News | Feb. 7, 2022

Black History Month spotlight: Adam Morrison

By DLA Energy Public Affairs

Editor’s note: February is Black History Month and throughout the month, we will spotlight Defense Logistics Agency Energy employees who are honoring their history and making a difference through their accomplishments both in their workplace and community.

What is your name and where is your hometown? 

Adam Morrison, Miami, Florida.

Describe your job:  

I am the Equal Employment Opportunity Director for DLA Energy.

How did you get into this career field? 

I started in the military as an Equal Opportunity Representative as a young Sergeant/E-5, at Fort Gordon, Georgia. I developed a passion for taking care of Soldiers by ensuring those of all grades and gender were treated with dignity and respect.

What makes you proud about your job? 

As an Equal Employment Opportunity Practioner, our office sets the baseline for how people should treat each other at work. We help influence and set a culture that does not accept or tolerate discriminatory behavior. This is something I not only believe in but model. I am proud that I get the chance to affect positive change in the professional and personal lives of people. I believe there is no greater joy then being able to leave a lasting impression and even a small part of yourself in another’s life.

What was the biggest influence on your career? 

In 2018 while working as an EEO Specialist and Disability Program Manager with Naval Facilities Engineering Command at Naval Air Station Jacksonville, I was assigned to handle a Reasonable Accommodation case for one of our off-site agencies. I had many conversations with the employee to help him process his request and make difficult decisions. Sadly, the person passed away due to medical conditions. Little did I know, my initial conversations and counseling of his RA had made an impact on him as well as his wife. About a week after receiving the news of his passing I received a phone call from his wife. She explained to me how grateful she was of how I had interacted with her husband and handled his RA. She even sent a handwritten letter to my supervisor of which I still hold on to this day. That made a great impact and had a major influence on my EEO career, reminded me that you never know the magnitude of your impact in someone’s else’s life.

What advice do you have for others who may want to follow in your footsteps?

If you are not GENUINELY passionate about the professional and personal welfare of others, to the point of personal sacrifice, don’t get into this profession. People want to know how much you care, just as important as what you know. As an EEO Practitioner you represent the Commander’s EEO Program, and that representation must be done ethically and morally.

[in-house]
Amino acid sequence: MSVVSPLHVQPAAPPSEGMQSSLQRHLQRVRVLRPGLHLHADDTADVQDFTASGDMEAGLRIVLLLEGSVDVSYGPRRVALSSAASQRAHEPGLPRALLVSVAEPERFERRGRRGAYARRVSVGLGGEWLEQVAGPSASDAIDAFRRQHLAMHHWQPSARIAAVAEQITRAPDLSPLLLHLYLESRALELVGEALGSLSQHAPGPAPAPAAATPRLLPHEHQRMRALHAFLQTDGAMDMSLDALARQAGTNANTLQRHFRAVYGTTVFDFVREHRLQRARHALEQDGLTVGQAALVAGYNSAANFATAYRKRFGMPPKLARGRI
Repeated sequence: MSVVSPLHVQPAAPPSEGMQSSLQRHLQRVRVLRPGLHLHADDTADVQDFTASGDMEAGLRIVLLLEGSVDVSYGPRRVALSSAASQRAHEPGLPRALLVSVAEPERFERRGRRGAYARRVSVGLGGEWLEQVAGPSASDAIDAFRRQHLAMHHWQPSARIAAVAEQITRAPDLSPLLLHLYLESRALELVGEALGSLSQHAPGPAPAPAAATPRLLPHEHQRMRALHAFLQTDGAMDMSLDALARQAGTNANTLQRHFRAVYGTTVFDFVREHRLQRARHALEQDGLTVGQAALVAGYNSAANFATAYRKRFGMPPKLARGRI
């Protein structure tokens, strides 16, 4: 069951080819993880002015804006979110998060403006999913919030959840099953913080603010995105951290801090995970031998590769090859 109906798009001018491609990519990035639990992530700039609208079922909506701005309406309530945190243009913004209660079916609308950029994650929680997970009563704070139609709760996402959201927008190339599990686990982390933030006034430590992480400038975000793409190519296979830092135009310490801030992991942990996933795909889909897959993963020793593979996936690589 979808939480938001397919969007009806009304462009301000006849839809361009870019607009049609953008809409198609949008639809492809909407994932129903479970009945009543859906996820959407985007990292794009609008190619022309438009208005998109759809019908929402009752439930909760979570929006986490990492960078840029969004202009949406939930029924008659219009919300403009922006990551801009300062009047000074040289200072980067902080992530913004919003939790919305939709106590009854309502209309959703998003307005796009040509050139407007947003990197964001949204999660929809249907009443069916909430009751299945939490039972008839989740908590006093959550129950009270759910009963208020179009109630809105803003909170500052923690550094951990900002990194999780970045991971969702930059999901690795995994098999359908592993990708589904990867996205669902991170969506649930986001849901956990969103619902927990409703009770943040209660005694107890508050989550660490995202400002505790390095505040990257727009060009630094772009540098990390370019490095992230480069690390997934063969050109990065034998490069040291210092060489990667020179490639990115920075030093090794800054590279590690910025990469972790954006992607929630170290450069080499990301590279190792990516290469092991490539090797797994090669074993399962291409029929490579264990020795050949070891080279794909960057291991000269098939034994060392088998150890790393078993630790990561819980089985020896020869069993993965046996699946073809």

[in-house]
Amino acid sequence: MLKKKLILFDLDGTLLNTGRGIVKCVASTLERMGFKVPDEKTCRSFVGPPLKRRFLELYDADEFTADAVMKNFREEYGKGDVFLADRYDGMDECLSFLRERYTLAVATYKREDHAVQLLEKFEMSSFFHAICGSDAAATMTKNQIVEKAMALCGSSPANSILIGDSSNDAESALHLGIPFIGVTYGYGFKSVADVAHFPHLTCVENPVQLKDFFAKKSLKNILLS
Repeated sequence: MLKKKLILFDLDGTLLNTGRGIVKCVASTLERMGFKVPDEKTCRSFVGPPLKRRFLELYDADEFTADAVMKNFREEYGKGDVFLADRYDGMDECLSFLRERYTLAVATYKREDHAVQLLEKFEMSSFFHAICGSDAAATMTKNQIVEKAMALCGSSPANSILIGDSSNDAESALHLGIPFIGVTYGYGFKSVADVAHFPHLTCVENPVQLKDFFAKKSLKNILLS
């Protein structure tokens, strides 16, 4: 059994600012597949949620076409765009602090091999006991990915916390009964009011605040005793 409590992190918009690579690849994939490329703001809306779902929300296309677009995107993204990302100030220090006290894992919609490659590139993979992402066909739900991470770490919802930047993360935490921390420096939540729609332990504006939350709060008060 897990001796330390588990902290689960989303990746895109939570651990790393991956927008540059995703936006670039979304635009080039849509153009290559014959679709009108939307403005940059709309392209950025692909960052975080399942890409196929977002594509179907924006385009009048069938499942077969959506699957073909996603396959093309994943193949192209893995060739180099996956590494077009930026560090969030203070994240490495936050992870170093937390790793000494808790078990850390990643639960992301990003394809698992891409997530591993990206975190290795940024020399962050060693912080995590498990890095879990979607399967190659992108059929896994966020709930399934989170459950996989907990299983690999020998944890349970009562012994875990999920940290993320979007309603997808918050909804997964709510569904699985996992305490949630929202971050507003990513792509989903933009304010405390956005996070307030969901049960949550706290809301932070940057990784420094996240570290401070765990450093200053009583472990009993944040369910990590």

As an EEO Practitioner, your CHARACTER and INTEGRITY is just as important as your competence. I live by this.

This year’s Black History Month theme is “Black Health and Wellness.” Why do you think this theme is important to emphasize? How do you honor this theme?

I believe this theme of “Black Health and Wellness” speaks to the importance of health, for all. It means taking an inventory of your mental, emotional, spiritual, physical health and then making the necessary appointments and life adjustments to ensure you are living a long and prosperous life and leaving a legacy behind for the next generation. 

Healthy living is something many people take for granted. Taking care of our mind, body and soul is not about vanity. The decision to learn and implement healthy lifestyle is as important as the desire to live a prosperous life (3 John 2). I believe true prosperity can only be enjoyed when we are in a state of good health. We must never allow ourselves to get too busy with work, families, etc. and barely take time to rest. Sound physical, mental, emotional, and spiritual health is achievable with the right application of the knowledge of healthy living and healthy life.

Are there any other ways you contribute to your community or workplace?

I currently serve as a Pastor, and volunteer to work with Wounded Warrior Project.

Is there anything else you’d like to share/add?

My wife, Nervia, and I are excited about being members of the DLA Family and we are here to serve the agency as well as the community.